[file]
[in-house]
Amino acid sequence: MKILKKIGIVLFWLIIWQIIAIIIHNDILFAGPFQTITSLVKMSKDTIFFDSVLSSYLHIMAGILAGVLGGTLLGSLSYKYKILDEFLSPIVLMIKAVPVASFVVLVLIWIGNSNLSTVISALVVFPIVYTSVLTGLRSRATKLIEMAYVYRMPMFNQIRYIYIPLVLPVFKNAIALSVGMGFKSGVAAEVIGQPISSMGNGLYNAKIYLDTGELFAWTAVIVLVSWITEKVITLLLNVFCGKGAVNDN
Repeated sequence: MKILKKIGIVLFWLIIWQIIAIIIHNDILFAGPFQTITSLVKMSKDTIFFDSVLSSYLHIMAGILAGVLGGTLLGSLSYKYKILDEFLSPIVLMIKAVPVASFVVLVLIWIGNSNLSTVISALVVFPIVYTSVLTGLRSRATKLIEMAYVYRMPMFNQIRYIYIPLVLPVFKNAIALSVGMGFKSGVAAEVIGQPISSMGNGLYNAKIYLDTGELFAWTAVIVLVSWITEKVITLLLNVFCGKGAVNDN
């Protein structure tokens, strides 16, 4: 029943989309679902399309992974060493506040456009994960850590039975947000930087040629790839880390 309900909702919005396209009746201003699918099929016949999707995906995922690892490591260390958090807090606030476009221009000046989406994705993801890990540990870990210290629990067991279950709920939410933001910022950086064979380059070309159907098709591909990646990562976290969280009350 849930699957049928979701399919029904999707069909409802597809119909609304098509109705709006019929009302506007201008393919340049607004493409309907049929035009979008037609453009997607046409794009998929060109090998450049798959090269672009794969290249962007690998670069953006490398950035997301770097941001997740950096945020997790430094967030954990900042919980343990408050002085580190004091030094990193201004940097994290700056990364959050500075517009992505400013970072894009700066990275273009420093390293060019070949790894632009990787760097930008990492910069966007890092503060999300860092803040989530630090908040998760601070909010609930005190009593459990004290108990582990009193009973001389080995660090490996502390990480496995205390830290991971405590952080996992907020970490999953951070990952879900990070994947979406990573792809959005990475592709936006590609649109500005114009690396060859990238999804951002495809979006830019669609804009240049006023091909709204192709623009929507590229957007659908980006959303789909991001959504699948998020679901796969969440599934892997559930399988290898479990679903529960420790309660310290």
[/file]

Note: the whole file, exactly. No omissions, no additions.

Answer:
[in-house]
Amino acid sequence: MKILKKIGIVLFWLIIWQIIAIIIHNDILFAGPFQTITSLVKMSKDTIFFDSVLSSYLHIMAGILAGVLGGTLLGSLSYKYKILDEFLSPIVLMIKAVPVASFVVLVLIWIGNSNLSTVISALVVFPIVYTSVLTGLRSRATKLIEMAYVYRMPMFNQIRYIYIPLVLPVFKNAIALSVGMGFKSGVAAEVIGQPISSMGNGLYNAKIYLDTGELFAWTAVIVLVSWITEKVITLLLNVFCGKGAVNDN
Repeated sequence: MKILKKIGIVLFWLIIWQIIAIIIHNDILFAGPFQTITSLVKMSKDTIFFDSVLSSYLHIMAGILAGVLGGTLLGSLSYKYKILDEFLSPIVLMIKAVPVASFVVLVLIWIGNSNLSTVISALVVFPIVYTSVLTGLRSRATKLIEMAYVYRMPMFNQIRYIYIPLVLPVFKNAIALSVGMGFKSGVAAEVIGQPISSMGNGLYNAKIYLDTGELFAWTAVIVLVSWITEKVITLLLNVFCGKGAVNDN
């Protein structure tokens, strides 16, 4: 029943989309679902399309992974060493506040456009994960850590039975947000930087040629790839880390 309900909702919005396209009746201003699918099929016949999707995906995922690892490591260390958090807090606030476009221009000046989406994705993801890990540990870990210290629990067991279950709920939410933001910022950086064979380059070309159907098709591909990646990562976290969280009350 849930699957049928979701399919029904999707069909409802597809119909609304098509109705709006019929009302506007201008393919340049607004493409309907049929035009979008037609453009997607046409794009998929060109090998450049798959090269672009794969290249962007690998670069953006490398950035997301770097941001997740950096945020997790430094967030954990900042919980343990408050002085580190004091030094990193201004940097994290700056990364959050500075517009992505400013970072894009700066990275273009420093390293060019070949790894632009990787760097930008990492910069966007890092503060999300860092803040989530630090908040998760601070909010609930005190009593459990004290108990582990009193009973001389080995660090490996502390990480496995205390830290991971405590952080996992907020970490999953951070990952879900990070994947979406990573792809959005990475592709936006590609649109500005114009690396060859990238999804951002495809979006830019669609804009240049006023091909709204192709623009929507590229957007659908980006959303789909991001959504699948998020679901796969969440599934892997559930399988290898479990679903529960420790309660310290």